Dear Bird Folks,
There is a weird mockingbird that lives in a bush across the road from my house. It sits in the same bush all day long, staring at my house. It has been out there for over a month and it’s starting to creep me out. What’s up with this mockingbird?
– Greg, Brewster
You could have one of those spy mockingbirds that has been in the news lately. It is a mockingbird by day, a Russian spy at night. Mockingbirds make great spies because they speak so many languages. I’d be careful what you say if I were you. The next time you walk past this bush, you should sniff the air for the smell of borscht or check the ground for empty vodka bottles. Those are two sure signs that the bird is a Russian spy.
If it’s not a spy, then perhaps the mockingbird has merely set up its winter territory in your neighborhood. Most birds set up territories in the spring and have moved away from them by August. But mockingbirds are one of the few birds that have two territories, a breeding territory and a non-breeding territory. In the spring, like most birds, mockers defend their nesting area. Dogs, cats, big birds and even the kid who mows the lawn are in danger of getting whacked if they come too close to an active mockingbird nest.
In the fall, however, when most birds hang out in flocks of similar species, mockingbirds have staked out a new territory. This time they aren’t defending a nest, but a food supply. That is what your bird has done, Greg. And it is not staring at your house – it is on guard duty, looking for any bird that might want to steal some of its food. In the winter mockingbirds eat mostly berries, so I’m sure that bushes across the road from your house are full of some kind of winter berries. If a robin, starling or blue jay wants to chow down some of those berries, it is going to have to deal with Mr. Mockingbird first. Even though jays and robins are a bit bigger then a mockingbird, the mocker is tough and has the temperament of a clerk at the Registry of Motor Vehicles, so intruders quickly learn to find food somewhere else.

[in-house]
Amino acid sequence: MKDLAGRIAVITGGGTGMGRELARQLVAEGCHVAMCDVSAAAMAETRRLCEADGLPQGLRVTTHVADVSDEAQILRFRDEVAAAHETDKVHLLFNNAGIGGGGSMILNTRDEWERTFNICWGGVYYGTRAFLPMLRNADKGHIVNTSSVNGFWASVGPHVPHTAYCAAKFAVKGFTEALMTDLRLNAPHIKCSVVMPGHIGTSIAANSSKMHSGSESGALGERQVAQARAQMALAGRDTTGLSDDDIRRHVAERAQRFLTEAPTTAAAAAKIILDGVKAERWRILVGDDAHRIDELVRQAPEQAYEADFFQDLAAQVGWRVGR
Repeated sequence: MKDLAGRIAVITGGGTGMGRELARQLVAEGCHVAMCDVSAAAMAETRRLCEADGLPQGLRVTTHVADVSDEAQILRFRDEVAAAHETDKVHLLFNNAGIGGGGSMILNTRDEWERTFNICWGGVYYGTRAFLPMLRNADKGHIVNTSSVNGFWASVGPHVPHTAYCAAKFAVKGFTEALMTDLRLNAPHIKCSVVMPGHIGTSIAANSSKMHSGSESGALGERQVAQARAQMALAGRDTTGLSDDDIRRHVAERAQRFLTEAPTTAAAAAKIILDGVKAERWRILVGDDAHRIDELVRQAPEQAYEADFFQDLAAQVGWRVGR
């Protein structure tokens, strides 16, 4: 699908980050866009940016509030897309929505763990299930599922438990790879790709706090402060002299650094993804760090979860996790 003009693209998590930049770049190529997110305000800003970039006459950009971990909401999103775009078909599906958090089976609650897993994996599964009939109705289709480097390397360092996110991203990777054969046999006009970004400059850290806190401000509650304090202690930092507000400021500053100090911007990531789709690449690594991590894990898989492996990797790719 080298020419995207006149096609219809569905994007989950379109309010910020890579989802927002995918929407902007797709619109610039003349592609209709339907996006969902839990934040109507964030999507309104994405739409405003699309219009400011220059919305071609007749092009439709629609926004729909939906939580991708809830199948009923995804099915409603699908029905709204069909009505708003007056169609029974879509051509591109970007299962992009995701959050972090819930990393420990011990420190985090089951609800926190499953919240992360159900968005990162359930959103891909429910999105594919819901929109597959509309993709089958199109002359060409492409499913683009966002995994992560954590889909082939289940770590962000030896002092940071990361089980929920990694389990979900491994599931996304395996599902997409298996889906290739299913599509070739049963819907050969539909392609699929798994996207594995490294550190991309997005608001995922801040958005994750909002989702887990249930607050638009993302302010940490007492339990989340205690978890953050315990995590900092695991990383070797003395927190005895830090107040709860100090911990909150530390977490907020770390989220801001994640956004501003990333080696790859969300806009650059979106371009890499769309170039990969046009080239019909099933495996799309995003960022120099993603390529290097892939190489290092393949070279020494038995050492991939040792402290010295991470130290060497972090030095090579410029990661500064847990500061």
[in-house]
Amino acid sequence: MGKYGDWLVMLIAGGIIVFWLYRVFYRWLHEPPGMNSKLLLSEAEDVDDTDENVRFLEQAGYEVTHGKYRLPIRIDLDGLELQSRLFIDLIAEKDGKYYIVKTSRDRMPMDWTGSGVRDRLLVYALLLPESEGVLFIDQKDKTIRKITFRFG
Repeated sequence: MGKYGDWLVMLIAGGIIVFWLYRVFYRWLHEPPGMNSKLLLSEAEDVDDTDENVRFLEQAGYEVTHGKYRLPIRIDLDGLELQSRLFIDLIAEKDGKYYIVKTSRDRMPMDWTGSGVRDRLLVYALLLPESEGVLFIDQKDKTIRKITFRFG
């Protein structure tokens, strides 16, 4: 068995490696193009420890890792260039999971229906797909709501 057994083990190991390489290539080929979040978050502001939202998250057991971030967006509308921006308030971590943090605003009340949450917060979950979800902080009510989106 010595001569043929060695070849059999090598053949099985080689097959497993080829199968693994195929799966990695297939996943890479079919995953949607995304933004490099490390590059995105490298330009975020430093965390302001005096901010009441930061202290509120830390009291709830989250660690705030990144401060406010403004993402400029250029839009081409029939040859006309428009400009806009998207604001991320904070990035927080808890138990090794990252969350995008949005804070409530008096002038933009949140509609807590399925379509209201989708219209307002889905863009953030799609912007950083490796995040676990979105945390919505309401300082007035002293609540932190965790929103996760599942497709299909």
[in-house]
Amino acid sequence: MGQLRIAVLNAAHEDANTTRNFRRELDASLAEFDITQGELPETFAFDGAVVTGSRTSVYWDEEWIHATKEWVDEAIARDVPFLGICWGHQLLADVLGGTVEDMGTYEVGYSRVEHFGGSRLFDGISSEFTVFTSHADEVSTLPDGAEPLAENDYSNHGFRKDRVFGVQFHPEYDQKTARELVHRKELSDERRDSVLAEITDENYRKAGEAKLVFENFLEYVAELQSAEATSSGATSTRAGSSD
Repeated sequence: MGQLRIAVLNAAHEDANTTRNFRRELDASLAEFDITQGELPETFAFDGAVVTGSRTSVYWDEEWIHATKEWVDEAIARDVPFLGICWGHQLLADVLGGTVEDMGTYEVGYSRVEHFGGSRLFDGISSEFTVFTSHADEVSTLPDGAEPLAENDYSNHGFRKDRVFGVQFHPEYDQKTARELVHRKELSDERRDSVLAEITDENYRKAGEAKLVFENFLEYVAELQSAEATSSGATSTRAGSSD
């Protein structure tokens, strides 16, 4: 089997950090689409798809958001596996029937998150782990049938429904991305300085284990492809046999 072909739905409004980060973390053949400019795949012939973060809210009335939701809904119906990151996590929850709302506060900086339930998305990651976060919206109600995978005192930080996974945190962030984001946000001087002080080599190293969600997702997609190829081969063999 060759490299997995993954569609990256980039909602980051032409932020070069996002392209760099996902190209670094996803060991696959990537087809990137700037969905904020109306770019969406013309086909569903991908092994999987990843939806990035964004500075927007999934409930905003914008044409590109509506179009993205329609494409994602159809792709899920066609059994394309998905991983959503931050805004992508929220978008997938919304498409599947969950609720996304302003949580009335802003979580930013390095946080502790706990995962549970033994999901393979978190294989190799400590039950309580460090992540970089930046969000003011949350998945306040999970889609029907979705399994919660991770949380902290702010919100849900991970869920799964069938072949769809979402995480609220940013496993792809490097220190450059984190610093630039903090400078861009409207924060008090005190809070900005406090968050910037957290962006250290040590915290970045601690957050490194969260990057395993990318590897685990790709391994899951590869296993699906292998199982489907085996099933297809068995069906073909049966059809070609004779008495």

Mockingbird sexes both look alike so it is hard to tell if your bird is male or female. Sometimes a bonded pair will defend the food supply, but often even the bird’s mate is chased away from the food. In the winter, a hungry mockingbird won’t even share food with its mate. It’s kind of like being married to Rosanne Barr. Soon spring will arrive and the mockers will leave their wintering grounds and form breeding territories (which usually aren’t very far from their winter hangout). After that, Greg, you will be able to go out and work in your yard without having to worry about being spied on by an undercover mockingbird. And all of you secrets will be safe and out of the hands of the Russians. If you want to keep the mockingbirds coming around, plant shrubs and bushes that produce fruit and berries. I just wouldn’t plant any trees like Russian olives. Good luck with your mockingbird and thanks for the question…comrade.